IEEE Computer Society Team
Recently, there has been a staggering rise in cybersecurity threats. This is primarily due to the coronavirus pandemic. Increased geopolitical tensions, and cloud and IoT adoption have made companies vulnerable to more frequent and damaging cyber-attacks creating a greater need for security infrastructure and talent.
Unfortunately, the cybersecurity landscape is predicted to become even more volatile. To accommodate for the future uptick in cybersecurity incidents, the size of the global cybersecurity market will likely grow from $217.9 billion (2021) to $345.4 billion (2026), per Business Wire.
Companies around the world are investing more into cybersecurity initiatives post-COVID. October is Cybersecurity Awareness Month and the ideal time for a discussion around cybersecurity, how cybercrime is affecting businesses, and how the business analysis community can help.
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Cybersecurity Isn’t Just a Problem for IT – It’s Also One for the Business Analysis Community
Many company leaders have IT professionals lead cybersecurity initiatives. While there is nothing wrong with this, it’s vital to understand that cybersecurity isn’t just an IT issue. It’s also one that affects business analysis professionals.
Professionals who practice proactive cybersecurity analysis can help business leaders outline cybersecurity risks, identify opportunities, mitigate risks, and keep a watchful eye on the business’ operational effectiveness. They should be a vital part of any cybersecurity team. Ideally, there should be plenty of room for business analysis professionals in the cybersecurity space. While they may not work independently of IT professionals, they can work in tandem with them to meet the business’s needs.
Another reason why cybersecurity isn’t just a problem for IT is that the continued rise of cybersecurity threats isn’t just changing IT. It is also changing the overall business landscape. In fact, 68% of business leaders feel their cybersecurity risks are increasing, according to Vumetric Cybersecurity. Also, a report released by Honeywell indicated 71% of surveyed facility managers in the US, Germany, and China consider OT (Operational Technology) cybersecurity to be a concern. “Conversations about cybersecurity often focus only on IT and safeguarding data and assets, but OT cybersecurity is just as critical when you think of the potential effects,” reported Cleanroom Technology. By allowing business analysis professionals, who have a thorough understanding of every facet of the business, to co-manage cybersecurity initiatives, organizational leaders can lower companies’ cybersecurity risks.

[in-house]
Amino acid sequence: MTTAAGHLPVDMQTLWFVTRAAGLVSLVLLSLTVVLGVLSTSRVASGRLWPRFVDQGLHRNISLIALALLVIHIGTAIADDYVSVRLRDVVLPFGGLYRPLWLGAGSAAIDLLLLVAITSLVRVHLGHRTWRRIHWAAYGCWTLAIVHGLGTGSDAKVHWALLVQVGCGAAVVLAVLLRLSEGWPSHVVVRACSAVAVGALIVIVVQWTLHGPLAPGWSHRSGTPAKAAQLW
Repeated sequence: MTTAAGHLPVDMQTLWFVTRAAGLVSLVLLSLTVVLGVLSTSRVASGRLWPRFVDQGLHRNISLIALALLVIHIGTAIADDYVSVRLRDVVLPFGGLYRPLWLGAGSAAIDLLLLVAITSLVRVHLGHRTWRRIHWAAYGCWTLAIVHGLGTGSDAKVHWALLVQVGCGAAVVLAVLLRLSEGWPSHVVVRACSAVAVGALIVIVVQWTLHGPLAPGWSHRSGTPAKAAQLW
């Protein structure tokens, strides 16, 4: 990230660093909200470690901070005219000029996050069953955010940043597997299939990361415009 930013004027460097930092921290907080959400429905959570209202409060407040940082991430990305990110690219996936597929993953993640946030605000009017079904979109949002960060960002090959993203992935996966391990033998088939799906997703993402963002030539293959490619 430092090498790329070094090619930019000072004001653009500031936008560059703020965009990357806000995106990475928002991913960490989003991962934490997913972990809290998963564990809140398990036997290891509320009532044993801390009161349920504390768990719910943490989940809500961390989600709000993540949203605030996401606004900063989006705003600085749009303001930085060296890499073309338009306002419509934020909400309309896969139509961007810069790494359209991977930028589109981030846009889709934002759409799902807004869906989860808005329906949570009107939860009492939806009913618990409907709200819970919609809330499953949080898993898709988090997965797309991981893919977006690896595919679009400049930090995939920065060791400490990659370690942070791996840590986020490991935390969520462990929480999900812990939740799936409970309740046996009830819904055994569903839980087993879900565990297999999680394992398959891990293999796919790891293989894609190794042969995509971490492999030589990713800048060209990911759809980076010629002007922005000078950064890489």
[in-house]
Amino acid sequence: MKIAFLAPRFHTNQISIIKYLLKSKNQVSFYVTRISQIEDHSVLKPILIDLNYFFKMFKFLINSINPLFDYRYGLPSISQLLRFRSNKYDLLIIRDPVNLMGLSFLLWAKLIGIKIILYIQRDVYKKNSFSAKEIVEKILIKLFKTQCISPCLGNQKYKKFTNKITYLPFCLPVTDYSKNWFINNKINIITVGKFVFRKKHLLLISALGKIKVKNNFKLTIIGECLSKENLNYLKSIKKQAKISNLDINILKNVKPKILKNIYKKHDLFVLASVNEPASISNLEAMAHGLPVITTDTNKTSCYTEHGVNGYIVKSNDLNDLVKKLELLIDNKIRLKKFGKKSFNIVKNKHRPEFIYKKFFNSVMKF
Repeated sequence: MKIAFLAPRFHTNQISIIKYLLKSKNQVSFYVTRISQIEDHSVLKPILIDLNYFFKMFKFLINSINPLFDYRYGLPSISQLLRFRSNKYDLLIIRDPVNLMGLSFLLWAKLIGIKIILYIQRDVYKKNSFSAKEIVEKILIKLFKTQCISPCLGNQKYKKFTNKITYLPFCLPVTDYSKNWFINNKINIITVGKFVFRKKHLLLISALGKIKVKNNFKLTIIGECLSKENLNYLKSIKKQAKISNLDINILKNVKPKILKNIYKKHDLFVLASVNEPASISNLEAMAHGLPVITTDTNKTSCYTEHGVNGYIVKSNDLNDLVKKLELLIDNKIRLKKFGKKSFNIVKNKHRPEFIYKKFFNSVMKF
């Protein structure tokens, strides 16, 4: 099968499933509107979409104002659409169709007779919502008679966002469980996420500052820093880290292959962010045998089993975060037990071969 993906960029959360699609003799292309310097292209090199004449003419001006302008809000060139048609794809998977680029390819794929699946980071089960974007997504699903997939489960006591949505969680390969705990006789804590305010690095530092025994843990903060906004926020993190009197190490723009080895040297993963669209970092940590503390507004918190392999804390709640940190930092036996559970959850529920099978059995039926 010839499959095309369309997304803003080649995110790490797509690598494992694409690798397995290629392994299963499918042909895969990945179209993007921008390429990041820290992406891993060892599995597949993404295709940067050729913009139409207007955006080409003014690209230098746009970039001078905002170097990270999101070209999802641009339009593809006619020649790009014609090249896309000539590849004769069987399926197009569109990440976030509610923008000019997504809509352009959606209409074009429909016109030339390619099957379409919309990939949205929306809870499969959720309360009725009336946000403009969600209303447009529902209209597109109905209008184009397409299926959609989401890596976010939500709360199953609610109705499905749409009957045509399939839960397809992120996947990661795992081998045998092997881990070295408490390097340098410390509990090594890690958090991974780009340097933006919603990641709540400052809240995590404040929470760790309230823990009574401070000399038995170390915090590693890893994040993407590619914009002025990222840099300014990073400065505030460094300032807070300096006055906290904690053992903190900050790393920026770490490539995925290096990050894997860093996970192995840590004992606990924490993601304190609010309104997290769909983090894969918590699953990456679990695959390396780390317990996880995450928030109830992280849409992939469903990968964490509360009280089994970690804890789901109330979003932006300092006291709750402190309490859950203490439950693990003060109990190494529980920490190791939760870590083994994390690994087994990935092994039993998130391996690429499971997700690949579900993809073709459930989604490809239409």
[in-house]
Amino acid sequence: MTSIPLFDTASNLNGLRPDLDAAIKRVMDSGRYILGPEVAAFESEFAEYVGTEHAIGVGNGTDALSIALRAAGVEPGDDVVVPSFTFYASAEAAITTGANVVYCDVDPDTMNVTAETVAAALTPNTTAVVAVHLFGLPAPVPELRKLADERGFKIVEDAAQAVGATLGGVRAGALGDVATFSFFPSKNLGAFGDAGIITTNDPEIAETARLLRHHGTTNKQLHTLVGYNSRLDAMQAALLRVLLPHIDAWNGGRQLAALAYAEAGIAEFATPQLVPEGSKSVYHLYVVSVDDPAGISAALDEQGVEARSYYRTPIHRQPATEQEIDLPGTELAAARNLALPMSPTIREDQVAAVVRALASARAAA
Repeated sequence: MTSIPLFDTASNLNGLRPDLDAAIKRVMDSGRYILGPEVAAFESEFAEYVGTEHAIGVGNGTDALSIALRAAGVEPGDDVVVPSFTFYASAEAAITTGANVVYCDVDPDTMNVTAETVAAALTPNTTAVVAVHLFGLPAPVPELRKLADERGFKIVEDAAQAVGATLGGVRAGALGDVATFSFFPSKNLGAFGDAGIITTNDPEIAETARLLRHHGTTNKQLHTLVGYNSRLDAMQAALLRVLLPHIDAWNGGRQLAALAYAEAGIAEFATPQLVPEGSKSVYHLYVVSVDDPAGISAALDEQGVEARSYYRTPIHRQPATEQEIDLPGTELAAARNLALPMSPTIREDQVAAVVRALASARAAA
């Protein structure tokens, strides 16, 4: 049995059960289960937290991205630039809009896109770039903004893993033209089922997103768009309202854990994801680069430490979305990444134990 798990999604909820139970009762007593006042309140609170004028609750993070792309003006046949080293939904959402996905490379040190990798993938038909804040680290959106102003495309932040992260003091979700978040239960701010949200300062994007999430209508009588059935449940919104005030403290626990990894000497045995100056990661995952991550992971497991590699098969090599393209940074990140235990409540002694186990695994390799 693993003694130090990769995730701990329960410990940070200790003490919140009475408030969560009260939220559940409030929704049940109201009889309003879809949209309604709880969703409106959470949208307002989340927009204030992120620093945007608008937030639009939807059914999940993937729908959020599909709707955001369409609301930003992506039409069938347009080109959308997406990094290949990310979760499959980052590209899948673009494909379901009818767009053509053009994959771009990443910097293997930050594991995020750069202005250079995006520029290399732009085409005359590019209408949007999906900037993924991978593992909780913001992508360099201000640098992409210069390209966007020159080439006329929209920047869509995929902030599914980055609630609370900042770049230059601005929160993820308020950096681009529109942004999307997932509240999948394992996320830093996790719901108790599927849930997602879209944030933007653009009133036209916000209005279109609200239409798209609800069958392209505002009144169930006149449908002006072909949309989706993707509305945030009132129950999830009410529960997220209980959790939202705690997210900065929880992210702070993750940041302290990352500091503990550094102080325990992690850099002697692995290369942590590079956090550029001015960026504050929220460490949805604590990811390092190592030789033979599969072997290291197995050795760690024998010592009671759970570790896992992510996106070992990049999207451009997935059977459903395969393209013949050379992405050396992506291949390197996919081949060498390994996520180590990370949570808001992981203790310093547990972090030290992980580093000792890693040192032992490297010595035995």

Cybersecurity Statistics Business Analysis Professionals Need to Know About
Business analysis professionals should always be highly informed about cybersecurity issues. They should be aware not just that cybersecurity incidents are rising, but of the specific ways they are increasing. According to Packet Labs, there has been a 300% increase in reported cybercrimes in the US since the pandemic started. “As early as April 2020, 52% of legal and compliance leaders were already worried about third-party cybersecurity risk following the pandemic.” In addition, remote work has increased the average total cost of a data breach by almost $137,000. Interested in more industry insights for business analysis professionals? Discover more in IIBA’s cybersecurity infographic.
These statistics are overwhelming, and they prove that thousands of businesses are suffering due to a lack of effective cybersecurity. By understanding that cybersecurity isn’t solely an IT issue, business analysis professionals will be better equipped to take an all-hands-on-deck approach to deal with cyber risks.
How Business Analysis Professionals Can Become More Comfortable with Cybersecurity Concepts
To stay competitive in today’s job market and meet the needs of clients and employers, it is critical that business analysis professionals learn more about cybersecurity analysis. They can become more comfortable with cybersecurity concepts by putting certain tools to good use and taking advantage of learning opportunities for business analysis professionals.
Cybersecurity remains a top priority for businesses. Therefore, it should be a top priority for business analysis professionals. Pursuing the Certificate in Cybersecurity
Analysis, offered by IIBA and IEEE Computer Society, is the most direct way for business professionals to upskill themselves in data security and remain relevant post-COVID.
Courses are presented by two leading experts in cybersecurity analysis, and the learning material is aligned and based on ISO standards in cybersecurity. The program
provides the credibility of a joint certification and the opportunity to learn key cybersecurity concepts and tools business analysis professionals need to demonstrate core competencies.
For a limited time take advantage of deep discounts on Cybersecurity Analysis packages – only available during Cybersecurity Awareness Month!
International Institute of Business Analysis™ (IIBA®) is a professional association dedicated to supporting business analysis professionals to deliver better business outcomes. IIBA connects almost 30,000 Members, over 100 Chapters, and more than 500 training, academic, and corporate partners around the world. As the global voice of the business analysis community, IIBA supports recognition of the profession, networking and community engagement, standards and resource development, and comprehensive certification programs.
For more information visit IIBA.org